Which is the one I have and highly recommend if you are going to be corking Belgian beers often.
I have that one for my wine, haven't figured out how to use it for half-pushed Belgians but I know there is suppposed to be a way.
Lennie
Hannibal, MO

Offline reverseapachemaster

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Re: Corking Belgian Bottles
« Reply #8 on: January 05, 2013, 11:08:47 AM »
I doubt it would be often, and I could get by with just using the plastic corks as I have been doing rather than drop $120.  Lots of other things to put my money into.  Like more kegs.

Yes and no.

I have used plastic champagne corks with ok success in Belgian bottles. One hurdle is that there is not a uniform mouth size. Some bottles have openings that are way too big and it's obvious you won't get a seal. Some bottles are just slightly too big and you think you get a seal but end up with flat beer. Most bottles, however, do seal ok. It's sort of trial and error. I tend to de-label my bottles so I don't know for sure which brewers use bottles that work with the plastic corks but I seem to think the Chimay and Ommegang bottles are all ok.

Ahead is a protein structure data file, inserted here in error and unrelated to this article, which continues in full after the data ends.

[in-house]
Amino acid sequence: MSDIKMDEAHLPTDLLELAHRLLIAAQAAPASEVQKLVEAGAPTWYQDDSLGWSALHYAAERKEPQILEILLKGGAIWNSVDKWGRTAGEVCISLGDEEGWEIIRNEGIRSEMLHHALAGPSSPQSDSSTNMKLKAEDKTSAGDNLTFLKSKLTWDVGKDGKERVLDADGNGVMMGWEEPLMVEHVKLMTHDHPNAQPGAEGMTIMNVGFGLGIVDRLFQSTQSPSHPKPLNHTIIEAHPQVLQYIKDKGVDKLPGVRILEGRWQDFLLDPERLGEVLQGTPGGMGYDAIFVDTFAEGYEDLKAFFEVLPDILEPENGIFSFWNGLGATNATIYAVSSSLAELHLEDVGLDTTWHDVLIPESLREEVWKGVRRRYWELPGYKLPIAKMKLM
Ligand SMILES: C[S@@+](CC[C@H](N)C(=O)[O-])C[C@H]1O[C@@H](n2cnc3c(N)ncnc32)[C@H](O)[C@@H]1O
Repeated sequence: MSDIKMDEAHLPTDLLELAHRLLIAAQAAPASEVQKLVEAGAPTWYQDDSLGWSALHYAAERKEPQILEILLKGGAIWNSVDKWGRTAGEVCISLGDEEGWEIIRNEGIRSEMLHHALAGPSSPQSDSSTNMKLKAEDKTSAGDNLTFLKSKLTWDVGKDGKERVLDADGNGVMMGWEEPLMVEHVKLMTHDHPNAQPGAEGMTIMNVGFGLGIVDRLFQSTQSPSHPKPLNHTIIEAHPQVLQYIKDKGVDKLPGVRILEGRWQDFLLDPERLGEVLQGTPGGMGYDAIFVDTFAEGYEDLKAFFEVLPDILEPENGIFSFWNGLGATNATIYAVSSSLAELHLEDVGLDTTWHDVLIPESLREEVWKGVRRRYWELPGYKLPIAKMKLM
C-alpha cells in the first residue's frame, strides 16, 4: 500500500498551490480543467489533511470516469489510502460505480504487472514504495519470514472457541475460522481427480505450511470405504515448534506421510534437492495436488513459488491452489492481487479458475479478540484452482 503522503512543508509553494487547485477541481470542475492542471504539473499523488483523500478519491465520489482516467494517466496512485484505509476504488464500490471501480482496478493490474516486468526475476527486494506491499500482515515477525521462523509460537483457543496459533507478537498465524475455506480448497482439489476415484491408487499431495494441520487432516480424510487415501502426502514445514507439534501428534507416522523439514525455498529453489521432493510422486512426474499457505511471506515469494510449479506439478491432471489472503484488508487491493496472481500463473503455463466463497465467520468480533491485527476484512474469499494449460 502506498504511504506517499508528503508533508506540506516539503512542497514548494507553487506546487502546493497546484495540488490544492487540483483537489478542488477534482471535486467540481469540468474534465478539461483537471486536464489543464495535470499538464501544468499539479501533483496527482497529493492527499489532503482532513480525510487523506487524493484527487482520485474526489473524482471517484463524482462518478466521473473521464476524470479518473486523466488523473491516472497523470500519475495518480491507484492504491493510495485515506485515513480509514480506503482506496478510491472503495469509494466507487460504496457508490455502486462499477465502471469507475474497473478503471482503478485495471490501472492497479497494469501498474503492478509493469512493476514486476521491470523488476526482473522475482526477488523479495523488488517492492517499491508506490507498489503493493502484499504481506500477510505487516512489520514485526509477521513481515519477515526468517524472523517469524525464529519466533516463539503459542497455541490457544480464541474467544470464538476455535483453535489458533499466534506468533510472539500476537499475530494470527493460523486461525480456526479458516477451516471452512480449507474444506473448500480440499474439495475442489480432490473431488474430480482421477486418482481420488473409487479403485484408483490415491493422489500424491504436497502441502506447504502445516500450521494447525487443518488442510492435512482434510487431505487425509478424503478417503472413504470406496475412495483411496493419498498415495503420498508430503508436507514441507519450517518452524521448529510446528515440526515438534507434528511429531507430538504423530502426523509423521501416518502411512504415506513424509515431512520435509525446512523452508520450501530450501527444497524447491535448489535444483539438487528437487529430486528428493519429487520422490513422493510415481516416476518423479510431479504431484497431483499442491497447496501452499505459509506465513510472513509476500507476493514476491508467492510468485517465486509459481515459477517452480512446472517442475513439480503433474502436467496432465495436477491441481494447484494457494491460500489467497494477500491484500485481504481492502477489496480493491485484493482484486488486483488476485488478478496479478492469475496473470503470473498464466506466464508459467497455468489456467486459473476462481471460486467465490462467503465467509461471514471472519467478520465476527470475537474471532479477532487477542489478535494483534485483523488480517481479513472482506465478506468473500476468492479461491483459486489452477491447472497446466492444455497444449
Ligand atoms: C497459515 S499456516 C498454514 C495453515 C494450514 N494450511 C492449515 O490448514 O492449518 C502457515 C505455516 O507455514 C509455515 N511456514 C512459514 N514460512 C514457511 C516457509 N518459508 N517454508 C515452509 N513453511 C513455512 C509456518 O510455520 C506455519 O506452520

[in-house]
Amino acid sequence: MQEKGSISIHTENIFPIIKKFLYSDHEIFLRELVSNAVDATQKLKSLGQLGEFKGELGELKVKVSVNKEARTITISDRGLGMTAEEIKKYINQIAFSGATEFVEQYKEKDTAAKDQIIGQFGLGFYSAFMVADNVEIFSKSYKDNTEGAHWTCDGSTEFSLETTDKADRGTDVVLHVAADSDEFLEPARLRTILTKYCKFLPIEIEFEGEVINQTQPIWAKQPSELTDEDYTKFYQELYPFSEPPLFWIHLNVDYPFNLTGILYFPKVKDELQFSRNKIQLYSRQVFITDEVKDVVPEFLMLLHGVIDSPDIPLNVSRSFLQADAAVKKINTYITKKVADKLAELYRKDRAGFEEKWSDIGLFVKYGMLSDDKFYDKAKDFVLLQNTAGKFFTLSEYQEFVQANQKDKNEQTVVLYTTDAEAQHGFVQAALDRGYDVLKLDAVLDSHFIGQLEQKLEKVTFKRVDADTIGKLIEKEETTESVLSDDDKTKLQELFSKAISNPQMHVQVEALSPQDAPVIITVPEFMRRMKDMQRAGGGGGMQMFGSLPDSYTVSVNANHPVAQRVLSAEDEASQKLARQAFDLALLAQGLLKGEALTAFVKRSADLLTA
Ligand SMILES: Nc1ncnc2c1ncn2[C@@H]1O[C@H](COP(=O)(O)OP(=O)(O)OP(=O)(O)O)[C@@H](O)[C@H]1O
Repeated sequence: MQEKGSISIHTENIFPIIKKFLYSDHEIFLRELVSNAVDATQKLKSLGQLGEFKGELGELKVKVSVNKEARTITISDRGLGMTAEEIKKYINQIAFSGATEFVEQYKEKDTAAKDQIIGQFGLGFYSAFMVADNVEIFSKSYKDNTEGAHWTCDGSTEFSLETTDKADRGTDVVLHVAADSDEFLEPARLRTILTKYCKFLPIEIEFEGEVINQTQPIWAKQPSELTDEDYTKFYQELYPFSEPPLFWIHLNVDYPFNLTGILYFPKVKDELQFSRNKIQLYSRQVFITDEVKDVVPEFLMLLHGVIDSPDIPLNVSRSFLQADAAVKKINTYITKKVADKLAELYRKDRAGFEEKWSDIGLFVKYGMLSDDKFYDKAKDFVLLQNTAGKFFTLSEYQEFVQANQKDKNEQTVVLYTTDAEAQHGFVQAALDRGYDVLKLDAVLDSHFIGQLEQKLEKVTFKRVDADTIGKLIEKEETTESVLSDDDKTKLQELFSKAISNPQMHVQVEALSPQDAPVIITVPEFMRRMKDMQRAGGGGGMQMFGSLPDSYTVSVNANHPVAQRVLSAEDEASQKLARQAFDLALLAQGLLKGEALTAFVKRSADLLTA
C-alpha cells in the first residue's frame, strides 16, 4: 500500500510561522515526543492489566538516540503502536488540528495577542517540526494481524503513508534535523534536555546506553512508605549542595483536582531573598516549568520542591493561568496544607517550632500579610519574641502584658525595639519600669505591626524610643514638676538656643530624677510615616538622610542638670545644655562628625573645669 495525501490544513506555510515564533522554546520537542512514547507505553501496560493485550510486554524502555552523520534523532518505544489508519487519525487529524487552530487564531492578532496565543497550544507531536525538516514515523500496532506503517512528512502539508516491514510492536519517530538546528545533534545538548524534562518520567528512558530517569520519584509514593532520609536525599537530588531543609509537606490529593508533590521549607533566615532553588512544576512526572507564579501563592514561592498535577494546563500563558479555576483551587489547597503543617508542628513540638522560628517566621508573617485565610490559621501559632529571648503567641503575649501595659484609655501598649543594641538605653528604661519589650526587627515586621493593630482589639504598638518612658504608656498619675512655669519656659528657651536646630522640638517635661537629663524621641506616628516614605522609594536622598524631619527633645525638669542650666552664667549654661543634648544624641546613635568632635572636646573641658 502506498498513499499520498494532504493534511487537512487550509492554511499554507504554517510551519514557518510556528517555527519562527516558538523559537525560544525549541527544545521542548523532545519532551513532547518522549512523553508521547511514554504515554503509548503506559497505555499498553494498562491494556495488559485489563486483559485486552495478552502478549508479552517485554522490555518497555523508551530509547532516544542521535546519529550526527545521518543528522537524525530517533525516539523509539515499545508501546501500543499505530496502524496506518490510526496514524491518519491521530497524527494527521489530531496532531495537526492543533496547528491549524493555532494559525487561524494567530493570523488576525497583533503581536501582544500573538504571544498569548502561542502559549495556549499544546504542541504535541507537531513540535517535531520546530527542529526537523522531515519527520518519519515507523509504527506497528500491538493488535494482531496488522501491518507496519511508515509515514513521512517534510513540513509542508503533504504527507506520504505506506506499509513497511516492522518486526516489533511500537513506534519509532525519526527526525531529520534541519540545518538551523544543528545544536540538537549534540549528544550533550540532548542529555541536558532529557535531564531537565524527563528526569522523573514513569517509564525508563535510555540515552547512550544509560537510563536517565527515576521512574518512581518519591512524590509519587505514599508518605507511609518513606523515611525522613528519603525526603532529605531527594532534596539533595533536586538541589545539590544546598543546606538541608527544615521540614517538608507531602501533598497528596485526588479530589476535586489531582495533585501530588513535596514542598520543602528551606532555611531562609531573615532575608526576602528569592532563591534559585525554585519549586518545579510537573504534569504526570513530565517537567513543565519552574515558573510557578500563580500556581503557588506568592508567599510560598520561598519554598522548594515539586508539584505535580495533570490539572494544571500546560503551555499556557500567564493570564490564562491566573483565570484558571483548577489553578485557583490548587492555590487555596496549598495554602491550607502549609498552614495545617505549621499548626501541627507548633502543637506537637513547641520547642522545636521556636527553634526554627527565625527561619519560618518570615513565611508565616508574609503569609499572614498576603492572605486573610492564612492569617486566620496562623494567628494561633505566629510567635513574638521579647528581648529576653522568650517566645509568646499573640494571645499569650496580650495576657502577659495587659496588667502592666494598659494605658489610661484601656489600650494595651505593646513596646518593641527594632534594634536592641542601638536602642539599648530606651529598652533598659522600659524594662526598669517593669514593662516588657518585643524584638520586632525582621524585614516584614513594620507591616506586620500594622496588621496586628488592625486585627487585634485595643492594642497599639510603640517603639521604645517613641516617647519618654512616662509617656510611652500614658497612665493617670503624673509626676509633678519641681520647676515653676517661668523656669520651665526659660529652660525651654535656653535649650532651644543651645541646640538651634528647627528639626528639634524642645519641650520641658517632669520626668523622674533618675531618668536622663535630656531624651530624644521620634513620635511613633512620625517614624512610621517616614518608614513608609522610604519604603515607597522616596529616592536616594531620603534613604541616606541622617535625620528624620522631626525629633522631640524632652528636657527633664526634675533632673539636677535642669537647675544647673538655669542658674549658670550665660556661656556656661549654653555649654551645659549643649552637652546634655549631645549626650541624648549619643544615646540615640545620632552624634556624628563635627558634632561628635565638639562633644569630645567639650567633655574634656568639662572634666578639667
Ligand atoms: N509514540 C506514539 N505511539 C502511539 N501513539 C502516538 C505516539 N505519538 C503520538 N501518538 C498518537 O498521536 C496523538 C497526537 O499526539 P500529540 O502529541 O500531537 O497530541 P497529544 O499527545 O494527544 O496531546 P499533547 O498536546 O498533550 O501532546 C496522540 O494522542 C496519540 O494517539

The other problem is that the plastic corks don't have as large or tall of whatever the part sticking out above the bottle is called. So as a result, when you put on the cage it isn't a tight fit and the cork will end up pushing up due to carbonation pressure and that will create a sufficient seal (if the bottle has an appropriate mouth size) and the cage will hold the cork in place. The problem is if you push down on the cork at all it will vent the bottles, so you have to be careful that the bottles always remain upright and care is taken to make sure nothing ever presses against the cork. That means you definitely cannot ship the bottles and most likely you will not want to gift the bottles to unsuspecting friends who may not take as good of care with the bottles and then think you can't carbonate beer.

tl;dr - the plastic corks are ok if you're just bottling highly carbonated beer for home purposes and you're willing to risk an occasional bottle of flat beer.
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Offline reverseapachemaster